Beyond the basics of supply and demand, wealthy families that have invested in or collected U.S. rare coins typically have holding power and generally do not need to liquidate their most prized possessions for less than what they paid for them. If your family, for example, owns a rare coin that no one else in the world can own unless you are willing to sell it, you’re positioned to preserve your hard-earned capital and likely realize the level of profit you seek.

3. Privacy and Portability

With increased cybersecurity threats on financial accounts, a litigious society looking to put liens on searchable assets and global political instability, high net worth investors are placing a significantly greater premium on privacy. The rare coin market is self-regulated, allowing transactions to remain completely private. This makes the process of buying, owning and selling rare coins very fast, stealth and convenient. Whereas other real assets and collectibles can require significant maintenance or storage costs that eat into net profits, the holding cost for rare coins can be as simple as storing in a small safe deposit box in the jurisdiction of your choice. In addition, owners of these assets can transport large amounts of wealth with extreme ease due to the manageable weight and size of these assets. In fact, many owners use them as a type of insurance policy to retain private wealth outside of the banking system in case of emergency.

4. Long Term Portfolio Growth

In addition to preserving wealth, U.S. rare coins have demonstrated stability and consistent price appreciation for over 125 years. With the founding of the American Numismatic Association in 1891, as well as public auction records going back several decades, there is a massive amount of third-party public data showing a long track record of performance.

For example, the $4 Stella—produced only from 1879 to 1880—was designed to be used as an international currency to help facilitate trade and travel by U.S. citizens. This proof example from the book titled “100 Greatest U.S. Coins,” authored by Jeff Garrett, has shown steady price appreciation over the last 60 years, where often times these assets remain in a family’s estate and are passed down to heirs for multiple generations.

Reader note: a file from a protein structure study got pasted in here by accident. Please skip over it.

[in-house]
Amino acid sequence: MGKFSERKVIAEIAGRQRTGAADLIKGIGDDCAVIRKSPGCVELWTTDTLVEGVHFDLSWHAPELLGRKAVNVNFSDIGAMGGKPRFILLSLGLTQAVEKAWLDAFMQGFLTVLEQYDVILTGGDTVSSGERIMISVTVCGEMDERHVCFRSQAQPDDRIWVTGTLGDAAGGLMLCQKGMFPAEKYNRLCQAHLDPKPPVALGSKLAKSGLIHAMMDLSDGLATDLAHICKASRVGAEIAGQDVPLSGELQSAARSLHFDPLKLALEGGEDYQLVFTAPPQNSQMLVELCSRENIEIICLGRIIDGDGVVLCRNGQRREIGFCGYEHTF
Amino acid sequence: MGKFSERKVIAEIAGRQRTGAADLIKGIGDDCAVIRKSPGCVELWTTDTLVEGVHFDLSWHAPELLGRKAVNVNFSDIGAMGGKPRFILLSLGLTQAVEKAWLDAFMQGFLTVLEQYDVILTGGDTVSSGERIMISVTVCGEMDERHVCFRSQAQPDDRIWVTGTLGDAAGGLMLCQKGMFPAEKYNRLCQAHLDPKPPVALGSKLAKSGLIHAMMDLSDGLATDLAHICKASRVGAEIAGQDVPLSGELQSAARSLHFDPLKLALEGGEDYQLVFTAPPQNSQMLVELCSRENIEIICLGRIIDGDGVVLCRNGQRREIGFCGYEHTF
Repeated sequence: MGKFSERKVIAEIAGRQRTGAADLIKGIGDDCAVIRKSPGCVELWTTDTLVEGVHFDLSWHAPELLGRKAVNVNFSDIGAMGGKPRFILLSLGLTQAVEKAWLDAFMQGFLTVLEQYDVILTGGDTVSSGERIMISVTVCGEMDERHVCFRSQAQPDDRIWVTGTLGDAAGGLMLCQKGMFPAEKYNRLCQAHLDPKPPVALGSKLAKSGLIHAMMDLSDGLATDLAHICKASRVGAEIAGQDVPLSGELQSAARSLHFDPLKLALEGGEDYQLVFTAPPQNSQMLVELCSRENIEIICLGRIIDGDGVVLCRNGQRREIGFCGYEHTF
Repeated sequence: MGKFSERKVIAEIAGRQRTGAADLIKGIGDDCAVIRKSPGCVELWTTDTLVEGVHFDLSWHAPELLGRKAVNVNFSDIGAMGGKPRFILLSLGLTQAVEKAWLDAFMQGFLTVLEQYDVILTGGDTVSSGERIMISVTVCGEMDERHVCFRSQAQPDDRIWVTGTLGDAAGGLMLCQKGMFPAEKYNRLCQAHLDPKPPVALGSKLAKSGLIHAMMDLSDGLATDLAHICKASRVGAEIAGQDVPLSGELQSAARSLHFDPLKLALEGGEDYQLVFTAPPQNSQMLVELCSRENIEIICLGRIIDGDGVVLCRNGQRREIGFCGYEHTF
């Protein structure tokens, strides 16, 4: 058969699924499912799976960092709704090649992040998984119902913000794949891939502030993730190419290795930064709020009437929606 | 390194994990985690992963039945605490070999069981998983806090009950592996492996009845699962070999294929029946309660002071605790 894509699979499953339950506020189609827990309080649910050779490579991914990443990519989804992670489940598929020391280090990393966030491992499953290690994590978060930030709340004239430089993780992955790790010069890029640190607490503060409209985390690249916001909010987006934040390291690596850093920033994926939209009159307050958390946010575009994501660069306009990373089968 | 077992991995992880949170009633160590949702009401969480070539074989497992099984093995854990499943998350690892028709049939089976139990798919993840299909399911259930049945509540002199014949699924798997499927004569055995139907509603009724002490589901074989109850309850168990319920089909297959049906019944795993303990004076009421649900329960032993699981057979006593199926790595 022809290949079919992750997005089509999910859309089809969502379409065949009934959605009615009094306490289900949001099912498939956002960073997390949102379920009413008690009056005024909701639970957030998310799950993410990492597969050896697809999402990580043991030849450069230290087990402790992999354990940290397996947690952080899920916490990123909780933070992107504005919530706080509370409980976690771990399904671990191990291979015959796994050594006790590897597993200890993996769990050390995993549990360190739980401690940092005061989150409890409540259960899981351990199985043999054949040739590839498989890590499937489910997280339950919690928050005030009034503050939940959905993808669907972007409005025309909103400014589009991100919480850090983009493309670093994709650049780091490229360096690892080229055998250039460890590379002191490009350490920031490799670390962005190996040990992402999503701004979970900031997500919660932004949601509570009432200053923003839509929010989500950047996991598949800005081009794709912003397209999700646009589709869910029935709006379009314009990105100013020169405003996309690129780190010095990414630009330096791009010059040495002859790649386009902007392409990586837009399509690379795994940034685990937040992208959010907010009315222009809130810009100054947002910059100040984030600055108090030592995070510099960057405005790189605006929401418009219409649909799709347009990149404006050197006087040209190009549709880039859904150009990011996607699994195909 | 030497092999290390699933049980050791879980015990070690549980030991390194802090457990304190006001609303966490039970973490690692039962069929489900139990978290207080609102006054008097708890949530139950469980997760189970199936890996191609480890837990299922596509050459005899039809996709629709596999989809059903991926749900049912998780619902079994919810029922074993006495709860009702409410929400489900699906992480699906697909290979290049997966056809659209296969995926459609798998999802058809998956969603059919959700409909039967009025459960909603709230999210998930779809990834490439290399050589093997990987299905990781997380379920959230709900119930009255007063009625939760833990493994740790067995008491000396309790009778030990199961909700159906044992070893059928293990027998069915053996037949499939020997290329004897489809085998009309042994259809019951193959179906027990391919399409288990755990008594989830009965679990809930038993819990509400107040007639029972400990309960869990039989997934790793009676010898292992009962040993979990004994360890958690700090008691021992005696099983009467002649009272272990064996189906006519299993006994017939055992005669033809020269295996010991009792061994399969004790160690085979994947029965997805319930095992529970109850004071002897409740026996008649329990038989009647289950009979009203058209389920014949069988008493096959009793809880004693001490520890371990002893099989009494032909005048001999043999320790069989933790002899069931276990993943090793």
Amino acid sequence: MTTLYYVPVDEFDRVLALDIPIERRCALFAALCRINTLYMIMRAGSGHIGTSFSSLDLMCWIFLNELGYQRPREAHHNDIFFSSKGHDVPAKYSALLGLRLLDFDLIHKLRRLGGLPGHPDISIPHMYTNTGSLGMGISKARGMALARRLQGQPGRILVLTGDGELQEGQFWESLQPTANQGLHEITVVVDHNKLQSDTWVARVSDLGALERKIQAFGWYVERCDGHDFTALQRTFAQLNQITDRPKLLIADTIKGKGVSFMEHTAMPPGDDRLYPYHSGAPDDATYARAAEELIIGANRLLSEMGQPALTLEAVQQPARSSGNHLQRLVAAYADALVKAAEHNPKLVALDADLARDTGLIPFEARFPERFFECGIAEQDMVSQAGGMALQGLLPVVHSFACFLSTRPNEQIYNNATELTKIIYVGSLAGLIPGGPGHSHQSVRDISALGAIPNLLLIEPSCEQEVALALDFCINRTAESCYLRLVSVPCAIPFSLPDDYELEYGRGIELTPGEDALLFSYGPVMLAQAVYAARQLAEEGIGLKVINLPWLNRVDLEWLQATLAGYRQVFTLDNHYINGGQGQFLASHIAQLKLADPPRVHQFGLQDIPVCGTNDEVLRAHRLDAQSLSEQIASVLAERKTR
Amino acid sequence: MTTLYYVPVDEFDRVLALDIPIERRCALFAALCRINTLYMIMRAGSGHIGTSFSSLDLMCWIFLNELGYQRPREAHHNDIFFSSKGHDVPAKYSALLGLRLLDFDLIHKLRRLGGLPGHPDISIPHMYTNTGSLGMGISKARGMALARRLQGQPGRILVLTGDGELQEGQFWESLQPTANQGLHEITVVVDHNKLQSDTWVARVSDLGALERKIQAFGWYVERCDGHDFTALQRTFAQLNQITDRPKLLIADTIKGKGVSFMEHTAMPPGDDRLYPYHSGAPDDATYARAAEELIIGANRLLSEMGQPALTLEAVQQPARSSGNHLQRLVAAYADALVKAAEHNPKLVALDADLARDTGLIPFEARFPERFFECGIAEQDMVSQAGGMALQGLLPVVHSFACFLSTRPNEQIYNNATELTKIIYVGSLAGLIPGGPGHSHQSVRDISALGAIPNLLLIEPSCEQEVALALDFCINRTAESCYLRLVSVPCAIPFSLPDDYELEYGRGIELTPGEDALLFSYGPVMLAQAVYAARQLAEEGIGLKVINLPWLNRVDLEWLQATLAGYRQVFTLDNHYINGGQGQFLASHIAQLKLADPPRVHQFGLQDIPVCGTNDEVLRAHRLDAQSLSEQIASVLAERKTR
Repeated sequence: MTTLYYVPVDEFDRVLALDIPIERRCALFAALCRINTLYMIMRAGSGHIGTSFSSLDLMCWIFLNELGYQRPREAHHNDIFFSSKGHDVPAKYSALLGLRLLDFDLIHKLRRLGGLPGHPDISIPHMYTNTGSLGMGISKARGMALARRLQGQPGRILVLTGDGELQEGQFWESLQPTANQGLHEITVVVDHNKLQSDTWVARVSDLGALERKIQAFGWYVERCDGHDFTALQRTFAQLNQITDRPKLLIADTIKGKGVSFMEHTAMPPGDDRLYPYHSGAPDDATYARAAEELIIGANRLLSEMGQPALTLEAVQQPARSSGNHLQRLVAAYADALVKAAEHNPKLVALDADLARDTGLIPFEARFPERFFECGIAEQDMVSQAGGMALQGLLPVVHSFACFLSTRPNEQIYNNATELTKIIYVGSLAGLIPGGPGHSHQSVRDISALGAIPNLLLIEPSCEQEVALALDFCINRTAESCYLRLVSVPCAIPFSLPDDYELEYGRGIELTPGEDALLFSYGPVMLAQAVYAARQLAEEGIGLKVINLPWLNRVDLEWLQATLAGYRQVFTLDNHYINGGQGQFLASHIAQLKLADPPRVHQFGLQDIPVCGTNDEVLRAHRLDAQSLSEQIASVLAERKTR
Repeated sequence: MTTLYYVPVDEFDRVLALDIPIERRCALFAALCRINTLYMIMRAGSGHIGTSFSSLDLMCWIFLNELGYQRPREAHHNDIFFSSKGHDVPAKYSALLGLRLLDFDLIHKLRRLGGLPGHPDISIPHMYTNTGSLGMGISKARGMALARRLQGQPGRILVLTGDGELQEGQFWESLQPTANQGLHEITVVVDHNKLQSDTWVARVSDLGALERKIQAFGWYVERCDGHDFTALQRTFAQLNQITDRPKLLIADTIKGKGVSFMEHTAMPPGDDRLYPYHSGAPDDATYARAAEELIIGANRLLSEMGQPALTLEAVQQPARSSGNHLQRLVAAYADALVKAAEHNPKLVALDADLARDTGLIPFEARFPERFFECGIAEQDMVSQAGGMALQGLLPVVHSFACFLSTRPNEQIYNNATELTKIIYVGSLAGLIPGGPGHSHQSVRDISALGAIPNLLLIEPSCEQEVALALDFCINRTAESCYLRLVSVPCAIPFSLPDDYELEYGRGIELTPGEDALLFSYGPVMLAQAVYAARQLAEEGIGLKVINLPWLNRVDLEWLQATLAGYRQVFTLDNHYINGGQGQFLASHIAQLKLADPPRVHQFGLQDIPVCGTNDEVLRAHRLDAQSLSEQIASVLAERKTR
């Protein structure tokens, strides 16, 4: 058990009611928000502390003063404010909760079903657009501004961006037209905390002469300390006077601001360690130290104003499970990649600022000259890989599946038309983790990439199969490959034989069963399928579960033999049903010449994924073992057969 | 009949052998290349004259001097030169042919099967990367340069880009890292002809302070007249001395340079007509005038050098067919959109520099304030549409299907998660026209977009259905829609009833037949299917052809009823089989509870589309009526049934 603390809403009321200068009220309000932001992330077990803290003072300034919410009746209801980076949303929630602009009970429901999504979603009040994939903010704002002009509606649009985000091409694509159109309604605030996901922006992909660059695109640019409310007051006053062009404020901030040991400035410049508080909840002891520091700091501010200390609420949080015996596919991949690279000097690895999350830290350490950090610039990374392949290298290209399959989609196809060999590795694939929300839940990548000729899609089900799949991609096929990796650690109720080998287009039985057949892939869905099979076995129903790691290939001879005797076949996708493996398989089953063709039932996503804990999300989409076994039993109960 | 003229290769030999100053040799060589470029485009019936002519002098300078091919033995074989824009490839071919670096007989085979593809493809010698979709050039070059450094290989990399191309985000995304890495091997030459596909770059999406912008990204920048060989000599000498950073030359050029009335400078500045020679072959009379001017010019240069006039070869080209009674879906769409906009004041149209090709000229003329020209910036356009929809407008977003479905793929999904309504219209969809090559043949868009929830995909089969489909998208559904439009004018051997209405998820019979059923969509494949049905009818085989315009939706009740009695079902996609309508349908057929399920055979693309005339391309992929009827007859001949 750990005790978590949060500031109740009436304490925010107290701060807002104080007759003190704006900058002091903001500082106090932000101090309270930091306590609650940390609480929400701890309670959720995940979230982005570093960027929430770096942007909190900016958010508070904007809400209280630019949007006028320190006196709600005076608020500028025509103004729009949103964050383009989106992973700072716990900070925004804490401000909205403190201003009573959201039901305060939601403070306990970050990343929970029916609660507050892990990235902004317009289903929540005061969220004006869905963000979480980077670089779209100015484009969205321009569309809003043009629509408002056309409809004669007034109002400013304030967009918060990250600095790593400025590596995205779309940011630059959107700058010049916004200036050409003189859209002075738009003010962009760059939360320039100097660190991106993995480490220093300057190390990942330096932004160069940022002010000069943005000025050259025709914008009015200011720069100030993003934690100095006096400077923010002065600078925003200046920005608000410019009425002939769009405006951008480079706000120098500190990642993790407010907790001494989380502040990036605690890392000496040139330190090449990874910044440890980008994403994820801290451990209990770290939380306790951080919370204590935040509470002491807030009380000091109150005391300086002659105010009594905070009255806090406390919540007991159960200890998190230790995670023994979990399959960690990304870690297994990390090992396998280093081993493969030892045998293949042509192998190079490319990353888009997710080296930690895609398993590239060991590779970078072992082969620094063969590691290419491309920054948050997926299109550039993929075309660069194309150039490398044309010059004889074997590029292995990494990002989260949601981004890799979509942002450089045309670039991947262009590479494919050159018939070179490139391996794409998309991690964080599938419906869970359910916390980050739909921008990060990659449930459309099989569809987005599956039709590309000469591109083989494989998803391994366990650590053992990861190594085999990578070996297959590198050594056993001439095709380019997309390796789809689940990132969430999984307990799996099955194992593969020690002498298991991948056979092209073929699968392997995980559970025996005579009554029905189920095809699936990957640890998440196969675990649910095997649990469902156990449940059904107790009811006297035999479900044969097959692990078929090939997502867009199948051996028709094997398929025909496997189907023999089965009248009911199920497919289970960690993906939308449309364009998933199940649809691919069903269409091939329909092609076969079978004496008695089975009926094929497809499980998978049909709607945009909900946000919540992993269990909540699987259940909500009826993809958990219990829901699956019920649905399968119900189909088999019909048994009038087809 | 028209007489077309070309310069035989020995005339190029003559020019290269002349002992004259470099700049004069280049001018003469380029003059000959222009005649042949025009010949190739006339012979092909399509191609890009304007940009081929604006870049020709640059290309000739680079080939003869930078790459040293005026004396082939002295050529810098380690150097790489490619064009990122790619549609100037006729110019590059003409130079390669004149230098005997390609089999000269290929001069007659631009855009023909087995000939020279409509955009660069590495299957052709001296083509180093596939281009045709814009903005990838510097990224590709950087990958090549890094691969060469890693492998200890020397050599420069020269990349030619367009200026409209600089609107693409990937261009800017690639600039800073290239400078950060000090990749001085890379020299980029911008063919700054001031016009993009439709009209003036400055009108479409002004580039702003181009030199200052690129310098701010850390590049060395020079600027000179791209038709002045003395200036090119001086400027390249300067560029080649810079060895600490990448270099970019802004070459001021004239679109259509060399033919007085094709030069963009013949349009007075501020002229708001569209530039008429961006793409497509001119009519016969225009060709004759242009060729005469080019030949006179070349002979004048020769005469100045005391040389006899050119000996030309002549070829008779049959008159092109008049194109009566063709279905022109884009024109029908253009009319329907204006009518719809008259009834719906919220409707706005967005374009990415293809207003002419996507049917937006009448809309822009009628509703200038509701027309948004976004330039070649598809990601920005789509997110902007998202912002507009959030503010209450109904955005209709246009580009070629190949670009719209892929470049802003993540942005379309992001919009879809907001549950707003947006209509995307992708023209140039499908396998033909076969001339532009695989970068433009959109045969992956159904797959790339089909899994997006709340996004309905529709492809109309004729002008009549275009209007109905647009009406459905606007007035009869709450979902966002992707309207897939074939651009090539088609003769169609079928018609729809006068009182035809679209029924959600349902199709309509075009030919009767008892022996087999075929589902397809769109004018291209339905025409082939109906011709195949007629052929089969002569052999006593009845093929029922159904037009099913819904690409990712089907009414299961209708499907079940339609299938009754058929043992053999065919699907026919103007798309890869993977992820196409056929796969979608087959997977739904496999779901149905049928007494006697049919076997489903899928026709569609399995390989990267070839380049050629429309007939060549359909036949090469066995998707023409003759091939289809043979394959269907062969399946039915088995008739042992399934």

1880 $4 Gold Stella, Coiled Hair

•1960: $15,000

•1980: $100,000

•2003: $350,000

•2019: 1,250,000

Based on the demand for luxury assets and their historically strong risk-return profiles, ultra-high net worth investors are allocating to their portfolios 5% collectibles, with rare coins increasing an impressive 175% in asset value over the last 10 years. There are very few global markets showing more than a century of market-like returns. Blue chip paintings come to mind, although the entry point could be $30 million, whereas an entry-level rare coin is generally in the $75,000 to $150,000 range for the finest known items that collectors need.

Those investors with holding power are in a very strong position to profit, as passionate collectors desire to obtain the items that investors own—and wholeheartedly relish—having in their portfolios. Thus, for collectors to locate these items in a private market and then find someone willing to sell is often an extremely difficult challenge.

If a collector is lucky enough to get that far and find a willing seller, availability becomes much more important than price. The reality is, many rare coin owners with no real need or desire to sell reject lucrative buyer offers, preferring to keep these trophies in their estates without any need to sell.

5. Non-Correlated Diversification

U.S. rare coins are not correlated to traditional markets, geopolitics or, thankfully, the 24-hour news cycle. Moreover, these assets are not even tied to the spot price of gold or other commodities, just like a Leonardo da Vinci painting is not correlated to the price of paint. Further, the rare coin market performed well during the Great Recession and continues to do so despite COVID-19—even back in late March 2020 when markets were crumbling prior to global intervention via stimulus.

“Any one of the five wealth driving and safeguarding benefits above are prompting many individuals to gift rare coins to others,” notes Contursi, President of Rare Coin Wholesalers—a multi-generational family business has been among the most prominent investors in U.S. rare coins for almost half a Century. “Of course, these advantages are also prompting wealthy families to add to their own existing holdings or to start acquiring as a way to diversify their real assets or tangible collectibles and, in doing so, enhance their overall risk-return profile.

As goes without saying, whether for gifting purposes or for personal gain, it is imperative to work with a reputable dealer to best assure a rare coin purchase is made for the right items at a fair price. Incidentally, there are only a handful of dealers in America who are able to purchase the finest known coins and supply the rest of the market. Such upper-echelon dealers pass that value to investors who can avoid paying a premium to middleman, or worse yet purchase coins that are not recommended holdings. In this realm, transacting in partnership with a well-suited dealer is worth its weight in gold.

Based on Contursi’s top five rare coin gifting considerations above, this is an asset that would surely be treasured for years—and perhaps generations—to come. Rare coins are an exciting way to possess popular historical artifacts that very few people can ever obtain while also diversifying investment allocations.  Indeed, these “trophy assets” can provide many personal and financial benefits to those fortunate enough to be stewards of these unique pieces of American history.